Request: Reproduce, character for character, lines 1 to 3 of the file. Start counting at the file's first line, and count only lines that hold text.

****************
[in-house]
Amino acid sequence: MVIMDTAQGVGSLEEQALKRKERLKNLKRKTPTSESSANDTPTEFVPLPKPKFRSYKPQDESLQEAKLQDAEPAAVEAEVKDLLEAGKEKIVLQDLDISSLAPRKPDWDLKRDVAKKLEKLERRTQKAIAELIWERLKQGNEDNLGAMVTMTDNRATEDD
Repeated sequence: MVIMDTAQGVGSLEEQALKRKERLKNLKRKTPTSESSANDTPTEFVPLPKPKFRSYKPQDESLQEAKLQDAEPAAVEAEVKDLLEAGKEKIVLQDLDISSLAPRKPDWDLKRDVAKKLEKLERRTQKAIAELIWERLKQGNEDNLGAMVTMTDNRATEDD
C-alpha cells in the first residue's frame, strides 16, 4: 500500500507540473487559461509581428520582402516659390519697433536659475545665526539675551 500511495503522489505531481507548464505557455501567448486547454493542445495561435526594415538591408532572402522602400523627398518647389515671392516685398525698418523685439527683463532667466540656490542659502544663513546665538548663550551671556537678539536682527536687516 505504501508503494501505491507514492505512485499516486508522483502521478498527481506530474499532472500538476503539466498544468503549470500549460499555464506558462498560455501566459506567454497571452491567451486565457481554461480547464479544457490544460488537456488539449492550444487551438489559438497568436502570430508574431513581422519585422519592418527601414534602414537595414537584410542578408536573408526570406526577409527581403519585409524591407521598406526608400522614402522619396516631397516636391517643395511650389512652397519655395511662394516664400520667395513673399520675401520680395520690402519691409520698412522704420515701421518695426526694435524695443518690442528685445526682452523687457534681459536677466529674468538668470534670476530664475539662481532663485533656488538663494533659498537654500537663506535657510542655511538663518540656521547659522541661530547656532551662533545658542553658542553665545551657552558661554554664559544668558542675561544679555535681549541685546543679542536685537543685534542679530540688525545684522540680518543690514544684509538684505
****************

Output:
[in-house]
Amino acid sequence: MVIMDTAQGVGSLEEQALKRKERLKNLKRKTPTSESSANDTPTEFVPLPKPKFRSYKPQDESLQEAKLQDAEPAAVEAEVKDLLEAGKEKIVLQDLDISSLAPRKPDWDLKRDVAKKLEKLERRTQKAIAELIWERLKQGNEDNLGAMVTMTDNRATEDD
Repeated sequence: MVIMDTAQGVGSLEEQALKRKERLKNLKRKTPTSESSANDTPTEFVPLPKPKFRSYKPQDESLQEAKLQDAEPAAVEAEVKDLLEAGKEKIVLQDLDISSLAPRKPDWDLKRDVAKKLEKLERRTQKAIAELIWERLKQGNEDNLGAMVTMTDNRATEDD